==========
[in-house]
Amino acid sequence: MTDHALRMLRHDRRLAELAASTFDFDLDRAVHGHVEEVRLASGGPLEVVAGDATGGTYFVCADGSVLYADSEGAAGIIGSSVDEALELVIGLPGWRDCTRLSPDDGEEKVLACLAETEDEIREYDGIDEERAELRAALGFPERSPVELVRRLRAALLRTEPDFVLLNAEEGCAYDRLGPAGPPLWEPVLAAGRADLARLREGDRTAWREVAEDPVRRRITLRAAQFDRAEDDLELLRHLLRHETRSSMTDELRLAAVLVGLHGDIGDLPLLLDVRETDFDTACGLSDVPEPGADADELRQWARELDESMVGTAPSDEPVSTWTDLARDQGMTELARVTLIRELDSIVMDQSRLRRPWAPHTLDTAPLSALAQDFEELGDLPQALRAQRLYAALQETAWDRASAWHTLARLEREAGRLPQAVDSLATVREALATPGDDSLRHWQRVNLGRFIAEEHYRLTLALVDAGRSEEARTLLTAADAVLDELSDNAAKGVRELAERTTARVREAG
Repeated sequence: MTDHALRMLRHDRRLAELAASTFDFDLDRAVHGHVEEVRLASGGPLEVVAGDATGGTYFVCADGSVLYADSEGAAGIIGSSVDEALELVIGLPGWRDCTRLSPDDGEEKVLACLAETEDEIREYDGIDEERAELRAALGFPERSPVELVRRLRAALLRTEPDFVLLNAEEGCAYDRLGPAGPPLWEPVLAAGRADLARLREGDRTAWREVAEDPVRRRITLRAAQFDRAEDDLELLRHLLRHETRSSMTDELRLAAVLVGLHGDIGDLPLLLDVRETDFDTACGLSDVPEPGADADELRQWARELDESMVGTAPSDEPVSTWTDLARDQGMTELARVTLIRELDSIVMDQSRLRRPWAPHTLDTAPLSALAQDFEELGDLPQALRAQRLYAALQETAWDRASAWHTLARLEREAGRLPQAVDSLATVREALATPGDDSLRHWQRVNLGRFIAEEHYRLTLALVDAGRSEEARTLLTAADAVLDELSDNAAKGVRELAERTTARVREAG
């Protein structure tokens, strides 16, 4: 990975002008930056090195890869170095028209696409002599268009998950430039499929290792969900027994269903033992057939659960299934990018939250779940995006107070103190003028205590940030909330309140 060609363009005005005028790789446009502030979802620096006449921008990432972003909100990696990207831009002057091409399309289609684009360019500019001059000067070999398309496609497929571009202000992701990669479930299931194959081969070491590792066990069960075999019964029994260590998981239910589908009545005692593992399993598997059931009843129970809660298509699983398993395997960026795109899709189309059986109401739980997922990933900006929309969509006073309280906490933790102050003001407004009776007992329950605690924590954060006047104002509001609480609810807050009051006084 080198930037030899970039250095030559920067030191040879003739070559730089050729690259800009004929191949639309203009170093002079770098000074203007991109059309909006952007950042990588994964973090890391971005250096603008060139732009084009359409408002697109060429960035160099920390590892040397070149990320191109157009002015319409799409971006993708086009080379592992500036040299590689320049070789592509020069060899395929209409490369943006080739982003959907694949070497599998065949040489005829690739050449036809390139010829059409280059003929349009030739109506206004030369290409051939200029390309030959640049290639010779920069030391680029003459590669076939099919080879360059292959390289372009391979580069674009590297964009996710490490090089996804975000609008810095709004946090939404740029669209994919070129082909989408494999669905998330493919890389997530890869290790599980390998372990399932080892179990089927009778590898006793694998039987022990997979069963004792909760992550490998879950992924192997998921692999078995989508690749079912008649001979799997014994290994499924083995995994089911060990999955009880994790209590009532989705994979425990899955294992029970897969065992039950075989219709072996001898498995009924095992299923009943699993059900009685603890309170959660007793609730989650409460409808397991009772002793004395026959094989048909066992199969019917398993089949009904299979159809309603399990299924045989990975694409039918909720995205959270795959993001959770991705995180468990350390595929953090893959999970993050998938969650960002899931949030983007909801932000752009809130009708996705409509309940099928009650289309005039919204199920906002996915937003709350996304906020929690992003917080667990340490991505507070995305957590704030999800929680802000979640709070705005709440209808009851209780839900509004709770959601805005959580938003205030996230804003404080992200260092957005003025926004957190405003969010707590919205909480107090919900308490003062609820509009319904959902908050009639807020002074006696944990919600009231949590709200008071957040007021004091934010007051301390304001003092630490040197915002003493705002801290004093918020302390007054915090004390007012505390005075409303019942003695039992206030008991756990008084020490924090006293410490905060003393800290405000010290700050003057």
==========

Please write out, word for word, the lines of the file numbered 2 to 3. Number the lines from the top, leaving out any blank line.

Amino acid sequence: MTDHALRMLRHDRRLAELAASTFDFDLDRAVHGHVEEVRLASGGPLEVVAGDATGGTYFVCADGSVLYADSEGAAGIIGSSVDEALELVIGLPGWRDCTRLSPDDGEEKVLACLAETEDEIREYDGIDEERAELRAALGFPERSPVELVRRLRAALLRTEPDFVLLNAEEGCAYDRLGPAGPPLWEPVLAAGRADLARLREGDRTAWREVAEDPVRRRITLRAAQFDRAEDDLELLRHLLRHETRSSMTDELRLAAVLVGLHGDIGDLPLLLDVRETDFDTACGLSDVPEPGADADELRQWARELDESMVGTAPSDEPVSTWTDLARDQGMTELARVTLIRELDSIVMDQSRLRRPWAPHTLDTAPLSALAQDFEELGDLPQALRAQRLYAALQETAWDRASAWHTLARLEREAGRLPQAVDSLATVREALATPGDDSLRHWQRVNLGRFIAEEHYRLTLALVDAGRSEEARTLLTAADAVLDELSDNAAKGVRELAERTTARVREAG
Repeated sequence: MTDHALRMLRHDRRLAELAASTFDFDLDRAVHGHVEEVRLASGGPLEVVAGDATGGTYFVCADGSVLYADSEGAAGIIGSSVDEALELVIGLPGWRDCTRLSPDDGEEKVLACLAETEDEIREYDGIDEERAELRAALGFPERSPVELVRRLRAALLRTEPDFVLLNAEEGCAYDRLGPAGPPLWEPVLAAGRADLARLREGDRTAWREVAEDPVRRRITLRAAQFDRAEDDLELLRHLLRHETRSSMTDELRLAAVLVGLHGDIGDLPLLLDVRETDFDTACGLSDVPEPGADADELRQWARELDESMVGTAPSDEPVSTWTDLARDQGMTELARVTLIRELDSIVMDQSRLRRPWAPHTLDTAPLSALAQDFEELGDLPQALRAQRLYAALQETAWDRASAWHTLARLEREAGRLPQAVDSLATVREALATPGDDSLRHWQRVNLGRFIAEEHYRLTLALVDAGRSEEARTLLTAADAVLDELSDNAAKGVRELAERTTARVREAG